2 MARCH 1929, Page 11

In Frozen Holland

IT was exciting to be told on the night Boat-train that the Hook steamer ' Archangel ' was frozen up somewhere beyond the Zuider Zee and that a sub- stitute had to be found. Such a fate for a ship branded with that Arctic name was hardly matter for surprise, but that rather grim two hours of uneasy foreboding between London and Parkeston quay were brightened by the prospect of polar adventures ahead. Haply the North Sea itself, in this year of many wonders, would be frozen over and. we should perforce have to cross it—if at all— in an ice-breaker like the ` Krassin ' rather than in one of . the prosaic packets that pitch and roll at the whim of turbulent waves. For whatever the discomforts of sailing in an ice-breaker may be, at least it is that rare sort of vessel that rules the waves ; it may be slow-going but it keeps an even keel ; it may not be luxuriously appointed, but its cabins have no lurking terrors nor need its restaurant (if it boasts One) be furtively passed by on the way to bed. Phlegmatic Englishmen, roused -from their Customary calm, began to discuss the possibility of ice-bergs floating across the bows ; and even polar bears were mentioned. After all, had not wolves attacked the Orient Express ?

But alas !.for the frailty of human hopes (and the regu- larity of the night-service), the ' St. George ' rather than the ' St. Lenin ' was waiting for us at the quay-side, looking as ship-shape and cunning as usual, with not a solitary icicle in the rigging to warm the blood.

Except for the intolerable stuffiness of the cabins, nothing disturbed the silent watches of the night.

But at the Hook next morning, as the faint yellow beams of the harbour-light illumined the black sea, great slabs of ice could be discerned floating about the water as if the pack-ice about the Pole was just breaking up. The gelid air nipped the ears with a suggestion: of frostbite and even scurvy, • while the windows of the warm train were frozen fast with a thick beading of old ice.

Dutchmen talked of their canals :being frozenwith a pardonable touch of pride—" a metre and a half thick " ; of a temperature incredibly below zero ; and of an ice- bound countryside. But, frankly, I suspect these foreign temperatures. They are not based on honest Centigrade or Fahrenheit like ours ; • but on something called Celsius, I think,. which is as meaningless to most Englishmen as millimetres and small foreign change. Like the *currencies, too, the temperatures seem to be inflated (or should it be deflated ?) ; 'and have to be ruthlessly reduced before they can be fairly compared with ours.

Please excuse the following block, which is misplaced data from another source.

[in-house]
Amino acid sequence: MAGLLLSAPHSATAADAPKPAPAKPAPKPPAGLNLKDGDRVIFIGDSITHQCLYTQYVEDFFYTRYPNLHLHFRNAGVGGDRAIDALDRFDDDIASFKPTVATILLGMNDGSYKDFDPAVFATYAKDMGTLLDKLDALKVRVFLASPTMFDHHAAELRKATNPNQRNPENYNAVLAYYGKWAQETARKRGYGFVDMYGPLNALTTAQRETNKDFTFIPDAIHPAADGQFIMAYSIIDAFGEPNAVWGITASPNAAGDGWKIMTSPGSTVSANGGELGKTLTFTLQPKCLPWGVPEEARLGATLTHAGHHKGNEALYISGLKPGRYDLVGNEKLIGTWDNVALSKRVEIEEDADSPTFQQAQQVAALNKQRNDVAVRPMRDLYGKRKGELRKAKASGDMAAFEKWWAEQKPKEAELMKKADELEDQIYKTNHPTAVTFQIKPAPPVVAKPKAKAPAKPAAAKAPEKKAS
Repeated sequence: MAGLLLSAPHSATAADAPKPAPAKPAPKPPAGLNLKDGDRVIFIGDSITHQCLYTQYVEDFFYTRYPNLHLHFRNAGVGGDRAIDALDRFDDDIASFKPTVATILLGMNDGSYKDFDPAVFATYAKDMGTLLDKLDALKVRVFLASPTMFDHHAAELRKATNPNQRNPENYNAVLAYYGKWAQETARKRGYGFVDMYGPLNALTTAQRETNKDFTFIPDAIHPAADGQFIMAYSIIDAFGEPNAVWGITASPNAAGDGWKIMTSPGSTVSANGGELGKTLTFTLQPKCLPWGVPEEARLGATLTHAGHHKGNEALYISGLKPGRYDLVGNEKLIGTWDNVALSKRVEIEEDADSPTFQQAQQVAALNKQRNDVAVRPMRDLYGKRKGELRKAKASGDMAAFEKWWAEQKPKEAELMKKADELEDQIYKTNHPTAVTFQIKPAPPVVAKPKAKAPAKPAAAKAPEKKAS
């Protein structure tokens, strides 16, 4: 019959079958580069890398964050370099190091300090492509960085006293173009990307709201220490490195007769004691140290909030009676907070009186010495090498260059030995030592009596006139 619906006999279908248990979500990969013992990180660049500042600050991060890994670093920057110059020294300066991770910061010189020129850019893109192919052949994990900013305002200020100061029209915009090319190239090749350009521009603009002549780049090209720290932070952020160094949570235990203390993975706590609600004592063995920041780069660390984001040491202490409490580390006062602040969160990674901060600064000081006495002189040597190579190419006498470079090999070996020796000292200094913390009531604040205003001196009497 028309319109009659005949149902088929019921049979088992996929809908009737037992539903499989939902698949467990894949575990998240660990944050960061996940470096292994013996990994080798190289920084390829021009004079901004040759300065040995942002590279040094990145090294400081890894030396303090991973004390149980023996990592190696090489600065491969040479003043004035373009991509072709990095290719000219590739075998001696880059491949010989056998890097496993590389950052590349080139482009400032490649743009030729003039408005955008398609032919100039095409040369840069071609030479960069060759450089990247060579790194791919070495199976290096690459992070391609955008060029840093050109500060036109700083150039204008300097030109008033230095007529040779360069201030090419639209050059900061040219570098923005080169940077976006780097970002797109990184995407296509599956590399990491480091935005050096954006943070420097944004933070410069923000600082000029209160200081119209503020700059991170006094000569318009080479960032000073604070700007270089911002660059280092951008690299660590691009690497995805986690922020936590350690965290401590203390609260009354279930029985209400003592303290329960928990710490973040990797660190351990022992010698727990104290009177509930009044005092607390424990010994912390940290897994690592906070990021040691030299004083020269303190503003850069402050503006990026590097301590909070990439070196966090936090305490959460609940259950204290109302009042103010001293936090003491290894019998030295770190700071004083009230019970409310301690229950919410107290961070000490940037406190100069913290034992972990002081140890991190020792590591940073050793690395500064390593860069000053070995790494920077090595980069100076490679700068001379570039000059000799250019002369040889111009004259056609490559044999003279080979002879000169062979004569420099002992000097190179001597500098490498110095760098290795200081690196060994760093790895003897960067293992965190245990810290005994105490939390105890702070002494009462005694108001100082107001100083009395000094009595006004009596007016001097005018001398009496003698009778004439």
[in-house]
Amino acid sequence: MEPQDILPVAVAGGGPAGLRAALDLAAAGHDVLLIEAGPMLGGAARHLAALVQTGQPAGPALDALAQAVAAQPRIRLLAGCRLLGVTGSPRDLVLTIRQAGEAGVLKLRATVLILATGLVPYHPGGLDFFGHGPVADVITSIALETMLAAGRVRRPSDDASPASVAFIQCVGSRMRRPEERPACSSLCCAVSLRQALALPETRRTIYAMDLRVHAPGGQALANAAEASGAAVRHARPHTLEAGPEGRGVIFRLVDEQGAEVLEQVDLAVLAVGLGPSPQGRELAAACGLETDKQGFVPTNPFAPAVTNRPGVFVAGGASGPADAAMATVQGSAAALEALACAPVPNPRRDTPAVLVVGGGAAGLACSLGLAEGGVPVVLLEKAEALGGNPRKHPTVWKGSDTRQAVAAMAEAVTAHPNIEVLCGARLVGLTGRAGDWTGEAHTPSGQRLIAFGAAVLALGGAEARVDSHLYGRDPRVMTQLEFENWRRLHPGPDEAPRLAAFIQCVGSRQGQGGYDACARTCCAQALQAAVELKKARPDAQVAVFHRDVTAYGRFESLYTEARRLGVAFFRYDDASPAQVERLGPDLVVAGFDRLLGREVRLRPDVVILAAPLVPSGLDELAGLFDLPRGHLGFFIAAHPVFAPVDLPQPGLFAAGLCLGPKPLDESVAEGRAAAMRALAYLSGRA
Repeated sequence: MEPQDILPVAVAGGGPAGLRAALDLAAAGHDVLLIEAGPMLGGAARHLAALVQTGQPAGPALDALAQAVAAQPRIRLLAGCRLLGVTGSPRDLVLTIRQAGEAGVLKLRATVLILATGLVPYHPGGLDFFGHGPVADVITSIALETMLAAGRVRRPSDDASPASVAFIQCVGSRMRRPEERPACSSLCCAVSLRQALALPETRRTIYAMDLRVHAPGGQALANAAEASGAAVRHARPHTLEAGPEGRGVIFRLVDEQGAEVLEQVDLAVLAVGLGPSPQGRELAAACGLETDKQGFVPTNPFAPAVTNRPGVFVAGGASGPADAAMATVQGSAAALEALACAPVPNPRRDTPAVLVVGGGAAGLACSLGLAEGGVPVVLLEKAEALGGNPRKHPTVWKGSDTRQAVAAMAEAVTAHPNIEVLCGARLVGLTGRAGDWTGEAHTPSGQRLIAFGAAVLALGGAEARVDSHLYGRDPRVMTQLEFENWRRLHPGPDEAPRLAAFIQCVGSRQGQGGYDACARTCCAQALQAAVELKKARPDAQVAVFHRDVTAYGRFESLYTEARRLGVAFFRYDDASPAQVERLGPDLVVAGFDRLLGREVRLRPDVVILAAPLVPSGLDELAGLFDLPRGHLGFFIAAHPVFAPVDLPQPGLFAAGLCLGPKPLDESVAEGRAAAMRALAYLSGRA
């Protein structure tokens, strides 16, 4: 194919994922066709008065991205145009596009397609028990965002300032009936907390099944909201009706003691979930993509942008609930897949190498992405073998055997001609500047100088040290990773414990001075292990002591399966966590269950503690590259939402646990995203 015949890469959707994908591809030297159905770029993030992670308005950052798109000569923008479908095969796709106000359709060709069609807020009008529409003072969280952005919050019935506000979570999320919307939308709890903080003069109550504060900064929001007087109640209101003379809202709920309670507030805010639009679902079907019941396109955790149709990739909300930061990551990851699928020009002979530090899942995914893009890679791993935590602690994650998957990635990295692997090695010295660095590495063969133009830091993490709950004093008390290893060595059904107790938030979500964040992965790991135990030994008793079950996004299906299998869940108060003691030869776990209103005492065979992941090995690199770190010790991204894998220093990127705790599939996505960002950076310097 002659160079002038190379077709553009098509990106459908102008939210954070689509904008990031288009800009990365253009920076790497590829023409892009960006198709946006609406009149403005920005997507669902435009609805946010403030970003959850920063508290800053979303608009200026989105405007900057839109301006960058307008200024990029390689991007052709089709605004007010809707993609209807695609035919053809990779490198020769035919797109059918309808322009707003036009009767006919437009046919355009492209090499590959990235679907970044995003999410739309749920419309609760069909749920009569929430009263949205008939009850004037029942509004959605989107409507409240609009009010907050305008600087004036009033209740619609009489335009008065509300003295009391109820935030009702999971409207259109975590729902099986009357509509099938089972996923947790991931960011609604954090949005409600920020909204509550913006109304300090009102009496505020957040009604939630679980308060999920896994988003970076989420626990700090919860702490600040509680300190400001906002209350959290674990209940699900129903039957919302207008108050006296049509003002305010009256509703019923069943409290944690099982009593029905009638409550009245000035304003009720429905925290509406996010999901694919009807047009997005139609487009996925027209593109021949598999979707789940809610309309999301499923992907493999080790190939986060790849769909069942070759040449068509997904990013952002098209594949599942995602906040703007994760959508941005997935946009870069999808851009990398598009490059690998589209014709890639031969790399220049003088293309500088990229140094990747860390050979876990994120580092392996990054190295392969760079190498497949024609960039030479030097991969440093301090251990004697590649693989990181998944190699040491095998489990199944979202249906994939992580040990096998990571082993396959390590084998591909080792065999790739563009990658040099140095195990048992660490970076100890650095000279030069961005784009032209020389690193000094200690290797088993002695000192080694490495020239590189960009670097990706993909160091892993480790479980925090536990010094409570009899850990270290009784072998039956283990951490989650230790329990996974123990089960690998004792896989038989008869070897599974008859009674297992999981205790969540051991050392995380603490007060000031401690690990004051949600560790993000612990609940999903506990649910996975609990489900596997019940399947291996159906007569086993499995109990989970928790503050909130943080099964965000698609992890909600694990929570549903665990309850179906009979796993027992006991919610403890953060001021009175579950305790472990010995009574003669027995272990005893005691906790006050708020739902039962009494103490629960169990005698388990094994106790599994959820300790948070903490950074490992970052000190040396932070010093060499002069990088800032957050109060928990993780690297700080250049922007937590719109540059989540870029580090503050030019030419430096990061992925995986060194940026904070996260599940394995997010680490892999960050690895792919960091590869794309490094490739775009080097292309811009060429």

The truth is, it did not seem a whit colder in Rotterdam thali in the Strand the previous Saturday night, though the fact remains that' the rivers, dykes, and canals have all been frozeu over for the better part of two months. Every night a loud voice fronaBlversum. booms over the wireless a report on the state of the ferries throughout the land ; the Maas, the Waal, the Ijsel all impassable ; Rotterdam and Amsterdam more or less ice-bound and inland shipping at a standstilL - At Nijmegen, for example, the Waal (a branch of the Rhine, which is almost as broad as the Thames at London Bridge) is so firmly frozen that horses and carts, waggons; private cars, walkers and cyclists (who look strangest of all) are going over all day. Itinerant musicians, haWkers and photographers are doing a roaring trade in the middle of the river, and scores of leisurely Dutchmen are indulging in the.unwonted exercise of walking for the sake of telling their grandchildren that they " walked over the Rhine in the Great Frost of 1929th To an Englishman, it is like a living pagetrom Pepys! diary. _ _ Long chains of fat barges stand imprisoned in the canals : hulls, rudders, anchors, skiffs and all. ',Josephine' of Amsterdam snuggles alongside Gerard ' of Hertogen-. bos-ch ; Juliette ' crouches beside the huge hulk of Jan ' of Rotterdain. every other deck, Jaeobean " nightwatchmen " may -be seen smoking their meer- schaums- and taking a philosophic view of life generally ; their enormous shirts, socks, and pants. hanging stiff and stark on the line above their heads ; for it will take much more than a two-months' frost to damp the national enthusiasin for washing-days. Meanwhile the gates `are frozen in the locks and the. barges wait for the thaw. Even the windmills seem to have stopped work in syin: pathy with the rest of the frost-bound land, while the swans and • cygnets in the ponds. of the parks and castles sit brooding in the snow, disdaining to use the insulting circle water which the keeperS hive hacked free for their ablutions.